Grade B office spaces (generally older but refurbished offices), however, would include just the basic amenities needed for a mid-level corporate operation. Facilities such as standard level air-conditioning, parking bay allocation and security would be provided as part of your agreement.

“For example, a B-graded office in Rivonia’s business district – still a Sandton area- will probably cost about R110per meter squared,” Dickens continues.

What are your operating costs?

If there are other companies in the same building as you, service elements such as cleaning staff and security personnel will most likely be a shared cost based on the proportion of the business space your company takes up.

If you take up 50% of the building you will pay 50% of this cost. “Parking costs also needs to be considered and again they are graded and priced by standard: Open bays, covered bays and basement parking bays,” says Dickens. “Costs of utilities like electricity, water, rates and taxes will depend on your participation quota in that particular establishment.

You should calculate the percentage you will take on directly linked to how much of the total space you are renting. If you are not being placed in a separately metred environment (based on your participation quota) this could lead to issues, especially if your neighbour is running an atom-based science lab and you’re operating on one computer.”

What licencing does the building have?

If you are opening a restaurant or nightclub, for example, it will be essential for the building to have a liquor licence in order for you to run effectively. If you are informed that the building is fully licenced, make sure you know the current and up-to-date status of the particular licence that will be relevant to you, as often buildings lose these licences for a number of reasons.

“If the licences aren’t in place you need to understand what the process of applying for them yourself will entail. Keep in mind that bureaucracy and red-tape involved can make approval processes long and costly,” cautions Dickens.

Will you need to accommodate for growth in the future?

It’s preferable not to move your business, so the answer to providing for growth is not a shorter lease. Another argument against moving too often is that it can affect your tenant installation, a monetary amount allocated to you by your agent on signing your lease, which will cover the setup and personalisation of the space to suit your particular business needs.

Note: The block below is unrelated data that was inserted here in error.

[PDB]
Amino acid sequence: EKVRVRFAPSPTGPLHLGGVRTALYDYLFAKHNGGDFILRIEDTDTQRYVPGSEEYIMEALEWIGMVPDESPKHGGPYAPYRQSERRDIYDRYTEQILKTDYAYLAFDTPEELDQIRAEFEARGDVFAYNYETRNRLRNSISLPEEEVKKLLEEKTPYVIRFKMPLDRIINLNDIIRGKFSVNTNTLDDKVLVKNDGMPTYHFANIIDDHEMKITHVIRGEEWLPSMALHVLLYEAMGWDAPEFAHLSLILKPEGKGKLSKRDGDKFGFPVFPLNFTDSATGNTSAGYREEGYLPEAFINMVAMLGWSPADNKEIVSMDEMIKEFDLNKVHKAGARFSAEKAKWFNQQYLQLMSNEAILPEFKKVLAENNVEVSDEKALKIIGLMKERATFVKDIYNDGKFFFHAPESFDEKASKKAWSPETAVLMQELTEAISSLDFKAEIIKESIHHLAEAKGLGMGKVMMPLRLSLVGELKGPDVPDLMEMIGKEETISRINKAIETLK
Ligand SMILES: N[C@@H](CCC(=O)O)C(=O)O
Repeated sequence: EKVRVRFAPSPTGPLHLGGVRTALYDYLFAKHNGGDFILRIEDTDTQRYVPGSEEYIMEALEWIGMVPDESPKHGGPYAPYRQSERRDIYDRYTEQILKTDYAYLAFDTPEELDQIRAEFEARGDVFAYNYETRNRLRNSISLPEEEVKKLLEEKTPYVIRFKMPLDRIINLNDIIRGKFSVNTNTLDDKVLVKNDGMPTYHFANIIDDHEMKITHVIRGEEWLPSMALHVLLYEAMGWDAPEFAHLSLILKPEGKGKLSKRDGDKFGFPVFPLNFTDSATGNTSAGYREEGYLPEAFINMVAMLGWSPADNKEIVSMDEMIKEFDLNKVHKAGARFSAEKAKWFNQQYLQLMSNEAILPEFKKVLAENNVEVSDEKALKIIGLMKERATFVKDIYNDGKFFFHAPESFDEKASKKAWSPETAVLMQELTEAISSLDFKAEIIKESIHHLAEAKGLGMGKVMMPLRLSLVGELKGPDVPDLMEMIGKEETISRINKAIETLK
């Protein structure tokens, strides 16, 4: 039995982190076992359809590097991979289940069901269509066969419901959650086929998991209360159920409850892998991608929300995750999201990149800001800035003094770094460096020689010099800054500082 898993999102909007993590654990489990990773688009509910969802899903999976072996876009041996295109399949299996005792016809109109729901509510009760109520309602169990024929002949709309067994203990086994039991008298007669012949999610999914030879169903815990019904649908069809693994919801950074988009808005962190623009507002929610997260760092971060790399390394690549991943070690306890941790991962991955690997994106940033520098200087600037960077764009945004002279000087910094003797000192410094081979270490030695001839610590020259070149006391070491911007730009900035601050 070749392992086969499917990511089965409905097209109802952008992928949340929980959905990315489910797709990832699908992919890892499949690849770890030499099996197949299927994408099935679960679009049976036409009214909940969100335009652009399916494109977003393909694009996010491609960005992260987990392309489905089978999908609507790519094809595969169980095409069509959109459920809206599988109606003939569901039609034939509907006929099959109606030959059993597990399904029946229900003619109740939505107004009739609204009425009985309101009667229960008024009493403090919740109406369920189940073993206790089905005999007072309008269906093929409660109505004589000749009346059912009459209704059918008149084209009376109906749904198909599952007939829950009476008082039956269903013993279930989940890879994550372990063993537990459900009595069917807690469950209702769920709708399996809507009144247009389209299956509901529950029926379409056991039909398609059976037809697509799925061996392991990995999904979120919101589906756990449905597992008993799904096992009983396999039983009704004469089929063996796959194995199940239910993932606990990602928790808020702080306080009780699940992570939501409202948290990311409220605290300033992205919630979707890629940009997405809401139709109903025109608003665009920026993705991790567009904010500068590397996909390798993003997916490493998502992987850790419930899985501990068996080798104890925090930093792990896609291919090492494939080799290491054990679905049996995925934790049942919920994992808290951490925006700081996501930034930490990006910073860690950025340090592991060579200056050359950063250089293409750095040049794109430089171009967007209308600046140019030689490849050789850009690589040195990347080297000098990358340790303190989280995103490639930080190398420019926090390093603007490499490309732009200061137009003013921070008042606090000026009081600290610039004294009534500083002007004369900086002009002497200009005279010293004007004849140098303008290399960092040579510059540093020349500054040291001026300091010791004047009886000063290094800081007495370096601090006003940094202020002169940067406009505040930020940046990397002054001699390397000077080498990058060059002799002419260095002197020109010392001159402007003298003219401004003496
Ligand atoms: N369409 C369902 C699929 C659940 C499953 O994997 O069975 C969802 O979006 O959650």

“This is dependent on the length of your lease: A five-year lease will get a higher installation package than a three year lease. But you then need to consider where you’ll be in five years,” warns Dickens.

“Some businesses, such as a standardised franchise operation, would not necessarily grow and increase staff members. However, if a contract based business, such as a software development company, lands a big contract and as a result employs more developers on-site, they will need to have extra space readily available.”

Do you properly understand the terms of your lease agreement?

“The biggest difference of commercial leases to residential leases is that companies, with the exception sole-proprietors bringing in under R 2 million per annum, do not qualify for protections such as the Consumer Protection Act (CPA), and as such the implications of contract breach are far greater,” says Dickens.

“This means that you have to be 100% sure of what you’re signing into and make sure you understand the conditions of your contract – you will be held accountable for any non-compliance and, depending on the length and terms of your lease, the costs of non-compliance could run into the millions.”

Dickens says that a common contractual clause that you should look out for is the relocation agreement, whereby the landlord is given the right to relocate you if they are refurbishing or decide to sell the building.

“Relocation is common in large retail environments where tenants may be moved to a completely different environment with little or no notice. For a retail store, the consequences of this can be devastating for your business, but the centre owners are often completely within their rights.”

What about hidden costs?

“There is really no such thing as a ‘hidden’ cost – all of the information you’ll need is available and being aware of all factors is the ultimate responsibility of the tenant,” says Dickens. The rental figure quoted will unlikely include Vat – that’s another 14% of the monthly costs on top of the number you’re given.

Some agents will also require up to six months’ deposit upfront as part of the agreement. For these reasons, it’s never advisable to accept a rental figure based on your maximum spend or projected profit: If you for some reason aren’t able to access the full amount you will find it difficult to cover all of your rental costs,” Dickens conclude.

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About the author

Michelle Dickens, founder and MD of the Tenant Profile Network